Milton Friedman on Sarbanes-Oxley

Phil Kerpen & Mallory Factor attack the Sarbanes-Oxley legislation citing two sources:

The staggering costs of Sarbox bear repeating. An analysis by Sarbanes-Oxley Ivy Xiying Zhang of the University of Rochester measured the total stock market impact of the law, and found that it has cost over $1 trillion, with a “T.” About a third of that cost can be attributed to direct compliance costs, while the remainder is the result of the economic inefficiencies created by the law. Nobel Laureate Milton Friedman recently told the New York Sun that Sarbanes-Oxley is the biggest problem facing the U.S. economy today, noting that it tells entrepreneurs, “Don’t take chances because down will come the hatchet. We’re going to knock your head off.”

The Ivy Xiying Zhang paper is discussed by The Big Picture:

There’s a meme circulating now amongst the sloping forehead crowd that Sarbanes-Oxley costs exceed $1.4 trillion dollars. The way that was calculated was the drop in stock market market capitilization during July 2002 when the legislation was passed. Somehow, SOX gets the entire responsibility for that July 2002 sell off; Even more amusing, SOX gets none of the credit for any subsequent rise in market capitilization since then – it simply gets ignored; Further, this researcher thinks that the only factor impacting market action was Congressional legislation — and not all legislation, just SOX.

The NY Sun did interview Milton Friedman as did Robert Kuttner:

RK: So how does that translate when you are talking about financial markets, where if the last round of scandals is any indication, insiders just were in a position to fool investors, and it eventually self-corrected, but it did a fair amount of damage in the meantime.
MF: Yes it did and you didn’t note that it self corrected before government got involved. Enron wasn’t brought to surface by the government. It was brought to the surface by the market
RK: Well but the whole business of financial advisors also being investment bankers was brought to surface by [New York Attorney General] Eliot Spitzer, so it was some government and some prosecution. It certainly wasn’t the SEC. The SEC was asleep at the switch if anything.
MF: Yes, and it has been mostly since.
RK: Right. But one of the paradoxes here is that the law and economics movement seems to be in favor of restricting some rights of private remedy even as its in favor of reducing regulation.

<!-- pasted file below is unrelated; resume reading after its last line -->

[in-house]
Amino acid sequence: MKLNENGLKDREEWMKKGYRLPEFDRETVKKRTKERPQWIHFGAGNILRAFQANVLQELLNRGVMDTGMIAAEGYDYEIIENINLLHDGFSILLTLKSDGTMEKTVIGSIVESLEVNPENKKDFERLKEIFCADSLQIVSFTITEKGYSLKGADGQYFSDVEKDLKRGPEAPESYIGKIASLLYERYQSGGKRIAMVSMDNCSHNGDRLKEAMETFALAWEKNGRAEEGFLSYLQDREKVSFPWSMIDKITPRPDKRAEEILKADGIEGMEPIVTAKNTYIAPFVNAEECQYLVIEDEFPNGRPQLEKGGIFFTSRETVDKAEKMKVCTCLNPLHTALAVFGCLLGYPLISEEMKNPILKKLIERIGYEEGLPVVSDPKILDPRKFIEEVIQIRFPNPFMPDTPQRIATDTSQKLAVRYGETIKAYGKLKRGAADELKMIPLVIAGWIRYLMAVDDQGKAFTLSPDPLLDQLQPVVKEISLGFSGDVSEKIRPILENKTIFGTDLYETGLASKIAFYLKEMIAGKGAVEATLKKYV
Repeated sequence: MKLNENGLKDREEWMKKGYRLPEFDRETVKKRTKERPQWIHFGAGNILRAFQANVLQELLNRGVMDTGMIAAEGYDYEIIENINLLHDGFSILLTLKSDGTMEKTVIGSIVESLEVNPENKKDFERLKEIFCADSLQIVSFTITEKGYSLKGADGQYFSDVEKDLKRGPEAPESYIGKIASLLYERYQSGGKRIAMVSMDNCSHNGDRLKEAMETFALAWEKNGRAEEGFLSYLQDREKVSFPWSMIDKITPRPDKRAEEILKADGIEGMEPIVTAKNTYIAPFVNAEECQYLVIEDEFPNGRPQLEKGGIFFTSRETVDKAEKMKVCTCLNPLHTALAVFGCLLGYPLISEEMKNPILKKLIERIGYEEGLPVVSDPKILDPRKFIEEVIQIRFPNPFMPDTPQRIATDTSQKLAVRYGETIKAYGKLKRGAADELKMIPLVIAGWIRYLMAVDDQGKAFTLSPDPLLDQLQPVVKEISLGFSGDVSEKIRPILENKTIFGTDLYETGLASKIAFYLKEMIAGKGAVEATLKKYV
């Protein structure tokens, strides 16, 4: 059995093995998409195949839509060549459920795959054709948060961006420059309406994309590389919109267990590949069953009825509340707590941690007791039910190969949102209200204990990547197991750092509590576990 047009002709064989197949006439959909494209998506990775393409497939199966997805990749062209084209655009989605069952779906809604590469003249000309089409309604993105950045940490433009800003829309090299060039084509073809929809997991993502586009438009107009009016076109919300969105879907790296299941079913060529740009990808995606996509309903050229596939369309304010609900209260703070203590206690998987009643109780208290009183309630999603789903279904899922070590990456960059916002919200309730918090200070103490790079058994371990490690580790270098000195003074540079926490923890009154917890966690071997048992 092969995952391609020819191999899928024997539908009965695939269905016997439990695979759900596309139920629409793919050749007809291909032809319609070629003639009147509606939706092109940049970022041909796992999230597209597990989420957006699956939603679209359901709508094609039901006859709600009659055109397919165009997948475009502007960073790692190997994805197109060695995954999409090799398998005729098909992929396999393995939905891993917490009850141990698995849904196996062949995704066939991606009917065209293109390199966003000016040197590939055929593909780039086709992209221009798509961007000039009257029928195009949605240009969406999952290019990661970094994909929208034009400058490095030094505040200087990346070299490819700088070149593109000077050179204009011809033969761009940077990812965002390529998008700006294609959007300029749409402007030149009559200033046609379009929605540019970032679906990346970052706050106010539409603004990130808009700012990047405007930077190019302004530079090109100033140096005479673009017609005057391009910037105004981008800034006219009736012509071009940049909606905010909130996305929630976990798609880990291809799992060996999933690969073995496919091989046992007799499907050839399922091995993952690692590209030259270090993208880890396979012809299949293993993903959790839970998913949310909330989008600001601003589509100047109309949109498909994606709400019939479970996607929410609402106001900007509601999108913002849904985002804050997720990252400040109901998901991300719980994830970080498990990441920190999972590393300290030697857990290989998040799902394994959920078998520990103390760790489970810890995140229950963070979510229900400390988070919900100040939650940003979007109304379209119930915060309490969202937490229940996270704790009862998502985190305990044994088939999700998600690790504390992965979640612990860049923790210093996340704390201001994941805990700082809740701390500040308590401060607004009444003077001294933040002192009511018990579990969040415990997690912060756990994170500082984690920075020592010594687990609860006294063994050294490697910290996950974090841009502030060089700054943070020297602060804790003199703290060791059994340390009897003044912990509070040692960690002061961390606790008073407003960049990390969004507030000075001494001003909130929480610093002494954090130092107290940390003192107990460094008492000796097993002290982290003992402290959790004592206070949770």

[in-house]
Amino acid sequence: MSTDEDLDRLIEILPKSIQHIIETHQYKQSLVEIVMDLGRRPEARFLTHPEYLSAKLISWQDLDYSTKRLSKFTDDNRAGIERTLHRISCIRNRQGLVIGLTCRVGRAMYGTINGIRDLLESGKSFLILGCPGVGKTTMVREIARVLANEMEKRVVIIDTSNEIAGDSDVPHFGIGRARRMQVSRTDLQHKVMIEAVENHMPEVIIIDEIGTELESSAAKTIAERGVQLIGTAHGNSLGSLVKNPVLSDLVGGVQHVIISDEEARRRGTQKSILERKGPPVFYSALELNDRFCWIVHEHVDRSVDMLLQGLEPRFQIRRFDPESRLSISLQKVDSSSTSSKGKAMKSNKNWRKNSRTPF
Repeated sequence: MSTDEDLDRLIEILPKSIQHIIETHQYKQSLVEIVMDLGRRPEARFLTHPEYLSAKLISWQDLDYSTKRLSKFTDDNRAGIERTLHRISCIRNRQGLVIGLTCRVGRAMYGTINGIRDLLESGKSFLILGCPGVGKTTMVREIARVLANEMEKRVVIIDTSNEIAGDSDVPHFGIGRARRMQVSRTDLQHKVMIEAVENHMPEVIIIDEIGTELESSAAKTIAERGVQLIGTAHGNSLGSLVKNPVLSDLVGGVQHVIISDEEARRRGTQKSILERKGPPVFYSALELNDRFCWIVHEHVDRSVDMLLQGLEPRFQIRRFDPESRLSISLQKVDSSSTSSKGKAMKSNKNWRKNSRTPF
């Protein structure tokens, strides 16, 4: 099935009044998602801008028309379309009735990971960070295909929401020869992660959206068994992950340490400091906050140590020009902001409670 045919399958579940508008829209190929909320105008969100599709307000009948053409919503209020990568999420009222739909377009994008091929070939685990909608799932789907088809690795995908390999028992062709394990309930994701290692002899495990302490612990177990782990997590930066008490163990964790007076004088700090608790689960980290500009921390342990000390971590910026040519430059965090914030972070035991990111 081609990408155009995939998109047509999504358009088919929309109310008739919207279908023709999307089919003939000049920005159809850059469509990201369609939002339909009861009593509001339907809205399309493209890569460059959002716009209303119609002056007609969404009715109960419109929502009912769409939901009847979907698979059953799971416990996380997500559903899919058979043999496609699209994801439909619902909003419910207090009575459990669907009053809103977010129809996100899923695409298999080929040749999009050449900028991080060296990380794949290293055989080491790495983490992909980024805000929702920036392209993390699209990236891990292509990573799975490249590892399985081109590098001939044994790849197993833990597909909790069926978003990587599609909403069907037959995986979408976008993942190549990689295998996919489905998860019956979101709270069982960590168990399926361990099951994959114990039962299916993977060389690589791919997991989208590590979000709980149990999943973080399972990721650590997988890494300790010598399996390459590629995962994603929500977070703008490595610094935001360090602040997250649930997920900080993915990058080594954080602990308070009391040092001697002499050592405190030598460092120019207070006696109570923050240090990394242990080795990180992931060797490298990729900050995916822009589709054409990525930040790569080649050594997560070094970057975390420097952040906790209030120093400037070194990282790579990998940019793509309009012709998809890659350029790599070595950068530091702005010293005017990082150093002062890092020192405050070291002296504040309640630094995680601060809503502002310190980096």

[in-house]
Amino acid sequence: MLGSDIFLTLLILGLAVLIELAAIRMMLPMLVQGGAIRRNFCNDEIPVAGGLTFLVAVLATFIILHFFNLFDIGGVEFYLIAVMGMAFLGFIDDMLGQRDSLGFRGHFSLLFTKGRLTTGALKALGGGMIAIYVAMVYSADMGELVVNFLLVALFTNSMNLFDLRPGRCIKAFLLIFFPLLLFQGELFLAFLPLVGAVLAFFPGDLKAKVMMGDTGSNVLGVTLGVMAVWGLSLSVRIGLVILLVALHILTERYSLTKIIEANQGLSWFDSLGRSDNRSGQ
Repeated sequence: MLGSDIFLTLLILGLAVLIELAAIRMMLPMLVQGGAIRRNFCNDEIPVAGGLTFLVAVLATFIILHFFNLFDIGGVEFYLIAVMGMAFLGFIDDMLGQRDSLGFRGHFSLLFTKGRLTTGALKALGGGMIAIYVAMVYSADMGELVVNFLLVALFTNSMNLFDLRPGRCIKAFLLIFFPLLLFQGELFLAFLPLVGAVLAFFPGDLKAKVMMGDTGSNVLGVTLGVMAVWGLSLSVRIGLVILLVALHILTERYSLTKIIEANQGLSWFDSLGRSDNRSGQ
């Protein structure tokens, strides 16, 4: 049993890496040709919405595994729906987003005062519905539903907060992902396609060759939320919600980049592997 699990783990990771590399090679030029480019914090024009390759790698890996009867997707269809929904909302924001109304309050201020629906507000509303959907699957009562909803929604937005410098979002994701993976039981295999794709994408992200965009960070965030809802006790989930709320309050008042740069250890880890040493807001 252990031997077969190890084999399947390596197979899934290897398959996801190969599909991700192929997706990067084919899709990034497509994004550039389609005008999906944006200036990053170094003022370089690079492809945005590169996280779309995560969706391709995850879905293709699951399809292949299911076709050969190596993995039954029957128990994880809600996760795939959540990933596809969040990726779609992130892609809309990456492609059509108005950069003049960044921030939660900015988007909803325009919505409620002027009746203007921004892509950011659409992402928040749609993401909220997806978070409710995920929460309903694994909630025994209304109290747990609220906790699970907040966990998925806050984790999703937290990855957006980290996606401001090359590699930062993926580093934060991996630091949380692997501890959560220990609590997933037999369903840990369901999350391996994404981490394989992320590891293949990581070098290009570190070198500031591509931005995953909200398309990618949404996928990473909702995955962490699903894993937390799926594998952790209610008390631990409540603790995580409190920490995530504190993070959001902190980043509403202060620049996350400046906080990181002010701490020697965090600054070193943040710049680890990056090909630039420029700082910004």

MF: I’m not sure what you are referring to
RK: Well I’m referring to both the writings of some prominent law and economics people, but also the 1995 and 1998 amendments that made it harder for individual investors to bring suits claiming that they were defrauded by the representations of people selling securities and the accountants signing off on offerings, and that sort of thing.
MF: I’m not an expert on that area. I don’t know what those amendments were. You’ve got me out of my depth.
RK: Well, let’s come back to the SEC. In general, well, what did you think of Sarbanes-Oxley? Was that overkill? Or was that a reasonable….
MF: I think Sarbanes-Oxley is a terrible law.
RK: Because…?
MF: Here you say to every CEO in the country: you’ve got to swear to the accuracy of things you can’t possibly know. You’re going to make a perjurer of him. And you say to him, for God sakes whatever you do, don’t take risks. We’ve been having something of a slowdown, not in the economy as a whole thanks to the housing boom. But in what I describe as the healthy party of the economy: manufacturing, services, etc., the free market part of the economy. And one of the reasons why I think we’ve been having this slow down is because Sarbanes-Oxley is saying to CEOs, for god sakes don’t take any risks. And yet progress depends on doing risk. You can’t make an omelet without breaking some eggs.
RK: But the whole system of independent accounting firms certifying to the accuracy of corporate books came crashing down in the 90’s. Do you think the private market was capable of repairing that?
MF: I really have never studied that problem.

Since Professor Friedman is honest enough to admit that the economics behind the Sarbanes-Oxley debate is not his expertise, I would hope others who know even less about these issues would cease citing him as an authority on this particular matter.